Southern Lebanon’s Unofficial War and Escalating Crisis

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The world, understandably, is very tuned in to what is happening in Palestine and Israel. We all see the war and its horrifying humanitarian consequences in Gaza unfolding in graphic form every day. But, as we all look towards those horrors, many are missing the ripple effect in the greater region. Lebanon, just next door, has been experiencing its own unofficial war with Israel.

Since October 8, one day after Hamas attacked Israel, which then began bombing Gaza, Israel and Hezbollah in Lebanon have been exchanging fire across Lebanon’s southern border with Israel. Clashes have been constant since and have increased in breadth, with Israel evacuating citizens from towns near the border and some 600,000 people living along Lebanon’s southern border in danger. There are more than 46,000 internally displaced people (IDP) in Lebanon who have moved to nearby shelters or to locations further north. The clashes have also tragically killed at least 14 civilians in Lebanon. (Read Anera’s latest situation report from Lebanon for more information.)

Smoke rises from an arsenal strike in southern Lebanon.

Lebanon is too fragile for war

Even prior to the recent escalation of tensions, Lebanon was already on a precarious path, facing an anticipated deterioration in its humanitarian situation in 2024. The country has been contending with an unprecedented and prolonged economic crisis over the past four years, marked by political uncertainty and a bleak economic outlook.

Lebanon’s economic collapse has sharply devalued its currency, and rising living costs have compelled most people – Lebanese as well as Palestinian and Syrian refugees – to heavily rely on international aid and dollars from overseas.

As families from southern Lebanon seek refuge in safer areas further north, communities across the whole country face heightened pressure amid Lebanon’s prolonged economic struggles. In the event of a large-scale war, the humanitarian community is preparing for a potential displacement of one million IDPs across the southern governorates of Lebanon and into Beirut and Bekaa. Lebanon’s critical public services are barely functioning and are ill-prepared to withstand the pressure of mass displacement and war.

Additionally, increased movement of large numbers of people within the country could exacerbate vulnerabilities among different segments of the population, particularly among refugees, raising concerns about equitable access to aid for all communities. Lebanon hosts more than 1.5 million refugees.

Lebanon hosts more than 1.5 million refugees in Lebanon. Approximately 900,000 of them are Syrian. This is one of the many informal Syrian refugee settlements. It is located in the Bekaa Valley. 20202.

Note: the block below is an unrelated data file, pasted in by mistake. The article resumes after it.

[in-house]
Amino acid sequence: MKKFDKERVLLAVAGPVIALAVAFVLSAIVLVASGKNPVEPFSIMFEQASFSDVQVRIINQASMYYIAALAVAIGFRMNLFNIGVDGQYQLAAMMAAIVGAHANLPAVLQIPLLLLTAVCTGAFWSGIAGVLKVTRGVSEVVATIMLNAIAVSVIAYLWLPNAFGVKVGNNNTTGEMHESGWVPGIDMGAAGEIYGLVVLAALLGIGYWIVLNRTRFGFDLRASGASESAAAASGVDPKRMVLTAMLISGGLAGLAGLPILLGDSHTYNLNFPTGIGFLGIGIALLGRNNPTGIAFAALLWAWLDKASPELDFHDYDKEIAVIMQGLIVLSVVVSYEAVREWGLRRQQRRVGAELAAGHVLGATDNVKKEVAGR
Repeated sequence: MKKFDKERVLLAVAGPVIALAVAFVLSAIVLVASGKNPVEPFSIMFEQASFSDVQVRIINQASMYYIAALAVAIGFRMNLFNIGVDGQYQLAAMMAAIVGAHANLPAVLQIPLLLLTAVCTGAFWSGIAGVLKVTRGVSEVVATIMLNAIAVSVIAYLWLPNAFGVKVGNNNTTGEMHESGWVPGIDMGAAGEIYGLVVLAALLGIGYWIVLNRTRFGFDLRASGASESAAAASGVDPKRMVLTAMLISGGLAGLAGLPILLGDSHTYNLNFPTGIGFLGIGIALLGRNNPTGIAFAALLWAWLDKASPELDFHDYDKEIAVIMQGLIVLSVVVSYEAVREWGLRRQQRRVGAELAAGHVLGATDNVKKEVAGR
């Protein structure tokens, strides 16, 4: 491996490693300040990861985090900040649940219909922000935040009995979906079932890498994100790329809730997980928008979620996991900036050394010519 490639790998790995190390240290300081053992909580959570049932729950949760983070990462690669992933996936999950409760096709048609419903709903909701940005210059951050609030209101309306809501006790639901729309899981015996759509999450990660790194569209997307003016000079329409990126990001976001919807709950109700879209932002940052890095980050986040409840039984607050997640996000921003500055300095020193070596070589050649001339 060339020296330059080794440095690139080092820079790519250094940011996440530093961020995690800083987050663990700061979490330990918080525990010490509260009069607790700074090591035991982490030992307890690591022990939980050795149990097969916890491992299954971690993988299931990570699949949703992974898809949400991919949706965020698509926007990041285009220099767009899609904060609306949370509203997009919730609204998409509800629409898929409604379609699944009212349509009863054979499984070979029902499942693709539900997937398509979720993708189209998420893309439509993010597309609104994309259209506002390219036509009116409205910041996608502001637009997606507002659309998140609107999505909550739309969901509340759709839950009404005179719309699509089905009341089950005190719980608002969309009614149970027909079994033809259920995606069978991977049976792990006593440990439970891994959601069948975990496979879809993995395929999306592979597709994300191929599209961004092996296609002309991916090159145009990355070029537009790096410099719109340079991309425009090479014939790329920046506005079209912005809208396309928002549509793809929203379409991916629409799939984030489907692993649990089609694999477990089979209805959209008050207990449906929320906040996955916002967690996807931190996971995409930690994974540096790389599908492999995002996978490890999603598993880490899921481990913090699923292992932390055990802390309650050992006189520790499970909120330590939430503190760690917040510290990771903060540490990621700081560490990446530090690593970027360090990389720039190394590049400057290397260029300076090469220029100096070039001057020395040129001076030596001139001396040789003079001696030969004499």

Schools in Lebanon are struggling to stay open and they only have funding to operate for a few months. The recent influx of displaced people into Tyre, the closest big city, is straining the schools there and raising concerns that the facilities may turn into shelters, which would force students to vacate. Schools are likely underprepared for a large-scale war, as they have received limited emergency plans from the education ministry.

The ongoing clashes are also disrupting livelihoods. As reported by Al Jazeera, the restaurant sector has suffered an 80% decline in business since October 7th. Tourism, constituting 20% of Lebanon’s GDP, has also been severely impacted. Many nations, including Australia, France, Germany, the United Kingdom, and the United States, have not only discouraged their citizens from visiting Lebanon but have also advised those in the country to leave while commercial flights are still available due to the border’s volatile situation.

It is peak olive harvest season now, but workers are fleeing olive-farming villages leaving farmers without sufficient help, while in shelled areas, access to crops is entirely restricted. Human rights groups also have reported that Israel has fired white phosphorus in military operations along Lebanon’s southern border, causing fires that destroyed some 40,000 olive trees. And, fishermen in Tyre are now grappling with the dangers of the border clashes, which prevent them from safely accessing nearby fishing grounds.

Don’t forget Lebanon!

Anera has a strong team in Lebanon. We are making strategic preparations for the possibility of an escalation of the conflict and further displacements. We are pre-positioning medical supplies and mobilizing resources for the swift purchase and distribution of essential relief items. Currently, with support from UNICEF, we are employing students from Anera’s vocational sewing program to produce 2,957 winter kits, filled with some 21,230 items, for families displaced by hostilities in the south of Lebanon.

As humanitarians who care about the places where Anera works, we all owe it to the people of Lebanon to break the silence surrounding this unofficial war. So, as you tune into the events unfolding in Gaza every day, take some time to cast your eyes a little further north to check on what is happening in Lebanon as well. Share what you learn with others and keep your support coming for the work of Anera’s amazing team in Lebanon.



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